Chromatography and Spectroscopy Techniques

RESEARCH ARTICLE | VOLUME 2 | ISSUE 1 OPEN ACCESS

Isolation, Purification and Structural Identification of Degradation Products from Ketoconazole in a Liquid Formulation: An HPLC and HPLC-MS/MS Study

Fa Zhang, Ph.D*

  • Fa Zhang 1*
  • Analytical R & D, Johnson & Johnson Consumer Inc, Skillman, USA

Zhang F (2019) Isolation, Purification and Structural Identification of Degradation Products from Ketoconazole in a Liquid Formulation: An HPLC and HPLC-MS/MS Study. Chromatogr Spectrosc Tech 2(1):12-20.

Accepted: July 04, 2019 | Published Online: July 06, 2019

Isolation, Purification and Structural Identification of Degradation Products from Ketoconazole in a Liquid Formulation: An HPLC and HPLC-MS/MS Study

Abstract


Ketoconazole is the active ingredient in an antifungal liquid formulation for topical application. A binary gradient HPLC analysis indicated that ketoconazole in the formulation produced four degradation products at minor levels after storage at room temperature for about 3 years. These degradation products were isolated and purified using semi-preparative HPLC procedures followed by analysis using off-line HPLC-ESI-MS and HPLC-ESI-MS/MS. Structures of the degradation products were proposed based on isotope distribution profiles and fragmentation patterns of their molecular ions. Oxidation of ketoconazole appeared to be essential to generate these degradation products. Three of the four degradation products have not been reported in literature.

Keywords


Ketoconazole, Antifungal, Oxidation, Degradation, HPLC-MS, HPLC-MS/MS

Introduction


Ketoconazole (cis-1-acetyl-4-[4-[[2-(2,4-dichlorophenyl)-2-(1H-imidazole-1-ylmethyl)-1,3-dioxolan-4-yl]-methoxy]phenyl]piperazine) (I) (Scheme I) is an imidazole antifungal reagent. The activity spectrum of ketoconazole covers a wide variety of yeasts, dermatophytes, and other fungi [1]. Ketoconazole has potential applications in therapy of dermatomycoses, candidiasis of mouth and vagina, systemic candidiasis, chronic mucocutaneous candidiasis and candiduria, as well as deep and subcutaneous mycoses by dimorphic and other fungi [2]. In contrast to other antimycotic drugs of imidazole type, ketoconazole shows good systemic absorption in animals and humans following oral administration of relatively low doses. Ketoconazole can also be administered topically or by intravenous infusion. In addition, there are some reports on efficacy of topical or oral ketoconazole in dermatological disorders not exclusively related to fungi. Ketoconazole has been shown to be highly effective in reducing erythema and hyperkeratosis [3], and even inhibiting lipopolysaccharide induced activation of nitric oxide synthetase gene in murine macrophage cell line J774 [4]. Interestingly, despite extensive applications and studies of ketoconazole, there is quite limited information published regarding degradation chemistry of ketoconazole although there are some scattered reports regarding its stability [5-7]. As for the biotransformation, Whitehouse LW and co-workers [8] investigated metabolites of ketoconazole from liver extract of male Swiss Webster mice; while Miller JD and co-workers [9] studied metabolites of ketoconazole incubated with cryo-preserved human hepatocytes. More than 10 metabolites were identified.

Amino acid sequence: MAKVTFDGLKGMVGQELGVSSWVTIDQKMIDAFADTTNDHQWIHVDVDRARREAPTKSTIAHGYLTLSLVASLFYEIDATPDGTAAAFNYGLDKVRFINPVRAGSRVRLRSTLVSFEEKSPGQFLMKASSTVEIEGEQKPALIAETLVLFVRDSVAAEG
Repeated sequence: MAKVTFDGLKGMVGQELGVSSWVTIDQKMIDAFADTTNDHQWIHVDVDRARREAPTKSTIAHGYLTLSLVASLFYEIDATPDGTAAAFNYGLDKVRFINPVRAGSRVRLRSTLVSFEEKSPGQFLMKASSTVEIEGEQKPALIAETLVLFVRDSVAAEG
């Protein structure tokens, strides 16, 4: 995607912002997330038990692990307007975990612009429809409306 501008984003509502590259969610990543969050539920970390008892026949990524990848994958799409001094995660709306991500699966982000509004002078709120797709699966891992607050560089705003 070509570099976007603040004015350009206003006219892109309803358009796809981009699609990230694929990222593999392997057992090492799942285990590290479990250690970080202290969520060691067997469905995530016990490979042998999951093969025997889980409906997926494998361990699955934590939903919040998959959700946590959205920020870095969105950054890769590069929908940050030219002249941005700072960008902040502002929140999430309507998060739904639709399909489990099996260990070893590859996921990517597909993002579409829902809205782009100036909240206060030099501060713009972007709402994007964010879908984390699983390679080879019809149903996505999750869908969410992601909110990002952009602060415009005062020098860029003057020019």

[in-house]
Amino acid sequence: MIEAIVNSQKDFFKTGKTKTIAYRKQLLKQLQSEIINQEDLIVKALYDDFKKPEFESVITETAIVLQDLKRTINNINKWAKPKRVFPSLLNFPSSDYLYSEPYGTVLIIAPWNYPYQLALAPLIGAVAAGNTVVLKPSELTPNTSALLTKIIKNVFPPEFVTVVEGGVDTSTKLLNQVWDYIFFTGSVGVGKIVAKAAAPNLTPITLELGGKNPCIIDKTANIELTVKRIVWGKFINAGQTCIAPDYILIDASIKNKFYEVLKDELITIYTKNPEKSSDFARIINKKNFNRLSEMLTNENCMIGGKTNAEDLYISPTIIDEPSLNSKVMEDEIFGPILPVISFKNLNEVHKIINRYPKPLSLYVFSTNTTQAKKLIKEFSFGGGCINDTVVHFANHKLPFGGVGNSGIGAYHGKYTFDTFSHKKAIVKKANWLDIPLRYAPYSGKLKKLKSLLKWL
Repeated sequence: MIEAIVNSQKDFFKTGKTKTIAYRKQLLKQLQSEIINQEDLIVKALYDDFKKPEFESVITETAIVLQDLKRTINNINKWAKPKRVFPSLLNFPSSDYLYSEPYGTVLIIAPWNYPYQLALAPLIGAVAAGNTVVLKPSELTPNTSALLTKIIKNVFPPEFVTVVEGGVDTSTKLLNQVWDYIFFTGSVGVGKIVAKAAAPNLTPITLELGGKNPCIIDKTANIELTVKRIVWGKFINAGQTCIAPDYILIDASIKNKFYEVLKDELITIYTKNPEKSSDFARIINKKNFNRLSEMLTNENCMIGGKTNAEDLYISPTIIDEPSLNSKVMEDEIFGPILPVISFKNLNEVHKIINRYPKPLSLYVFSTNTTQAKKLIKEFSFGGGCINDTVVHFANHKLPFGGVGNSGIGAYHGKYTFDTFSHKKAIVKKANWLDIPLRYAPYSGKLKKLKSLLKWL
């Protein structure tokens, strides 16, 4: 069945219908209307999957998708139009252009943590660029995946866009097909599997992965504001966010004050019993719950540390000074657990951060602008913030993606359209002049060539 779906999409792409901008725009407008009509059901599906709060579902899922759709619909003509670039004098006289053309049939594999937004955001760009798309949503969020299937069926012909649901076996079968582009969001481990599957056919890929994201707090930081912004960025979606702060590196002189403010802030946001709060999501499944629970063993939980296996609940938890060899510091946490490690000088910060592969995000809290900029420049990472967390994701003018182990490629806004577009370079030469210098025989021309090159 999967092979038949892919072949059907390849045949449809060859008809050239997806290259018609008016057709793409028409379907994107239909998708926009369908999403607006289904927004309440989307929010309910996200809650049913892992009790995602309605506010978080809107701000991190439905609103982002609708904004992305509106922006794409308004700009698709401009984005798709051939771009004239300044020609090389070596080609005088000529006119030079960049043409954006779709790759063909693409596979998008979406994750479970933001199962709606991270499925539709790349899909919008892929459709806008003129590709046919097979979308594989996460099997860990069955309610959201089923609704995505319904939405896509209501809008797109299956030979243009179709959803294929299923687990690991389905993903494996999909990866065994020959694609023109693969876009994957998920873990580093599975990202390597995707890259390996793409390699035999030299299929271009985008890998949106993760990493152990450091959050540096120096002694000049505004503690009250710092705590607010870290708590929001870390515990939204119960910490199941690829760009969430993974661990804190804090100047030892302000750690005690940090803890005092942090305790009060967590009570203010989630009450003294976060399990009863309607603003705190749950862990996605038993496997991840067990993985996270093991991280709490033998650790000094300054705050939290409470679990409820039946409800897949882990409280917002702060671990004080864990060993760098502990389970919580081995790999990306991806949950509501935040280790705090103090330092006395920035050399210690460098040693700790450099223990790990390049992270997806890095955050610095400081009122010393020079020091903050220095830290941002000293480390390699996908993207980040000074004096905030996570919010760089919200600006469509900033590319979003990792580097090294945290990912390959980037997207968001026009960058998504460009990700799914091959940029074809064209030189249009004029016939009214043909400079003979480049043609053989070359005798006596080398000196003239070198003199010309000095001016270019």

As an anti-fungal reagent, ketoconazole is used as the active ingredient in a liquid formulation which contains ketoconazole at 1%, surfactants, fragrance, colorants, and other ingredients for rinse off topical application. It became necessary to investigate the stability and degradation chemistry of ketoconazole in this formulation to ensure product efficacy and safety. In this report, degradation of ketoconazole in this formulation after storage at room temperature for about three years was studied. Four degradation products (II, III, IV and V) (Scheme I) at minor levels were detected, isolated and purified using reversed-phase high performance liquid chromatographic methods. Their structures were tentatively identified by off-line HPLC electrospray ionization tandem mass spectrometry (HPLC-ESI-MS and HPLC-ESI-MS/MS). Three of the four degradation products, i.e. III, IV and V, have not been reported in literature.

Experimental


Material and reagents

Ketoconazole used was a USP reference standard. 2-(2,4-dichlorophenyl)-2-(1H-imidazol-1-ylmethyl)-1,3-dioxalan-4-methanol (II) was obtained from Janssen Biotech through Research Diagnostics, Inc., Pleasant Hill Rd., Flanders, NJ 07836. HPLC grade methanol, acetonitrile and chloroform were obtained from Fisher Scientific. Ammonium formate, methylene chloride, phosphoric acid and ammonium hydroxide were obtained from J. T. Baker. HPLC grade water was prepared using a Modulab Polisher I HPLC Laboratory Reagent Grade Water System (Continental Water System Corp., Bensalem, PA).

Sample extraction

14 g of 1% ketoconazole liquid formulation stored for about three years at room temperature was suspended in 3 mL of methanol and 20 mL of methylene chloride. After stirring at room temperature for 0.5 hours, the mixture was kept at room temperature overnight to produce distinguishable organic and aqueous phases. The organic layer was isolated and evaporated by purging compressed nitrogen (10-20 psi, ~2 hours). The residue was subsequently suspended in 5 mL of methanol and kept at 4 ℃ for more than 1 hour. The undissolved solid was removed by filtration (Autovial Syringeless Filter, PTFE, 0.45 μm, Whatman) and the filtrate was used for HPLC isolation of the degradation products.

HPLC conditions